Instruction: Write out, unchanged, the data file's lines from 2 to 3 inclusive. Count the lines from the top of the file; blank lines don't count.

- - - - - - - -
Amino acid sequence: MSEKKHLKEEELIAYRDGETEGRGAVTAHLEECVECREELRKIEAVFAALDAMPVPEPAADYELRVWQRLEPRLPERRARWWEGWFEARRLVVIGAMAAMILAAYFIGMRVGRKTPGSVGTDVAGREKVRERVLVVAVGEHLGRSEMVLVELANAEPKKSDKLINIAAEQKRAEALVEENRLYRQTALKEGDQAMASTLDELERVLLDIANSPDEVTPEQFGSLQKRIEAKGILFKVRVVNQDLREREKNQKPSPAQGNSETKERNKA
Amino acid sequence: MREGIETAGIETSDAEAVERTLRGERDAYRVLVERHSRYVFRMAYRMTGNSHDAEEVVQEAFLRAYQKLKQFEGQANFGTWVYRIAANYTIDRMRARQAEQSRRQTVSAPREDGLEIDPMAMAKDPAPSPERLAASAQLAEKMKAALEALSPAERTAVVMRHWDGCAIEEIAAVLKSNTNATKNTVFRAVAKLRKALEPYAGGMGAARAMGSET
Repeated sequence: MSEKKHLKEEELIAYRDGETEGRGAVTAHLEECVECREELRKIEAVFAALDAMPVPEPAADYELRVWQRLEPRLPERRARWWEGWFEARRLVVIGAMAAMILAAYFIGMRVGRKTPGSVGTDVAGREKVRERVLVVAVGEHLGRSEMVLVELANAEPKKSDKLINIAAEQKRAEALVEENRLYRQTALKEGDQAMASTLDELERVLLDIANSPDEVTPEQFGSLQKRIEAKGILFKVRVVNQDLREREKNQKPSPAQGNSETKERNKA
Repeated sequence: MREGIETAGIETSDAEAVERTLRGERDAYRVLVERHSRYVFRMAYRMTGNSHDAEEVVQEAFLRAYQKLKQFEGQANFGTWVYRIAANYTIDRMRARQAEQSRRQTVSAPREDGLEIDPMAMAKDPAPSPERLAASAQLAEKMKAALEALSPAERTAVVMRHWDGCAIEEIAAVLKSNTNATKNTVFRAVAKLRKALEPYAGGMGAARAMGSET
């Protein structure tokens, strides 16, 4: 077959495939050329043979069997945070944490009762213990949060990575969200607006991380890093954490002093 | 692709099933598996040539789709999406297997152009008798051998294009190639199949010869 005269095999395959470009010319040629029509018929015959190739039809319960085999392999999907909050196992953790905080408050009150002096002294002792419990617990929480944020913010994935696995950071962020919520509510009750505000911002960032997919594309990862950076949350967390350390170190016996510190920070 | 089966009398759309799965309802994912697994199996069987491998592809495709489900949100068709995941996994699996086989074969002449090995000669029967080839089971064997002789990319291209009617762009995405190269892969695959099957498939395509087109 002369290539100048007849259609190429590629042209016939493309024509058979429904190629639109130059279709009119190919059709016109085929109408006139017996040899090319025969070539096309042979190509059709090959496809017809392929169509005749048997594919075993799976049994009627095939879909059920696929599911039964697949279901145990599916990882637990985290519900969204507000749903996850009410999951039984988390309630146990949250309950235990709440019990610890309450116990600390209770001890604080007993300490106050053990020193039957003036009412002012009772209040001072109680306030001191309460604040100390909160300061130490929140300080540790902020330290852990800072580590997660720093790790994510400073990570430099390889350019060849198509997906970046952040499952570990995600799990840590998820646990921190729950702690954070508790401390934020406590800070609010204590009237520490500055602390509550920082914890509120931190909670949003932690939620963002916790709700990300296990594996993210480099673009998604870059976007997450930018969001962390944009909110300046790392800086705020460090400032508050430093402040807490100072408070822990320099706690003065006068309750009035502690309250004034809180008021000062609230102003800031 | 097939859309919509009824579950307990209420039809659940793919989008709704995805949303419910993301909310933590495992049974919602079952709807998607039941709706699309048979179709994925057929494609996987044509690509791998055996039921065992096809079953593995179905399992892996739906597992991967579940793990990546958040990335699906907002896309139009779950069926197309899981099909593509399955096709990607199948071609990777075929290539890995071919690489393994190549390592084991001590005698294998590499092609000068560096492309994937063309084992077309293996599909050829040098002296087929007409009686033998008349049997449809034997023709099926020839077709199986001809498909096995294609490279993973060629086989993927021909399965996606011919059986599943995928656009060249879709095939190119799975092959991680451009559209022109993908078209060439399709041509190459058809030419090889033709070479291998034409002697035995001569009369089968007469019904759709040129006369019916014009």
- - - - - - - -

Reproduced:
Amino acid sequence: MREGIETAGIETSDAEAVERTLRGERDAYRVLVERHSRYVFRMAYRMTGNSHDAEEVVQEAFLRAYQKLKQFEGQANFGTWVYRIAANYTIDRMRARQAEQSRRQTVSAPREDGLEIDPMAMAKDPAPSPERLAASAQLAEKMKAALEALSPAERTAVVMRHWDGCAIEEIAAVLKSNTNATKNTVFRAVAKLRKALEPYAGGMGAARAMGSET
Repeated sequence: MSEKKHLKEEELIAYRDGETEGRGAVTAHLEECVECREELRKIEAVFAALDAMPVPEPAADYELRVWQRLEPRLPERRARWWEGWFEARRLVVIGAMAAMILAAYFIGMRVGRKTPGSVGTDVAGREKVRERVLVVAVGEHLGRSEMVLVELANAEPKKSDKLINIAAEQKRAEALVEENRLYRQTALKEGDQAMASTLDELERVLLDIANSPDEVTPEQFGSLQKRIEAKGILFKVRVVNQDLREREKNQKPSPAQGNSETKERNKA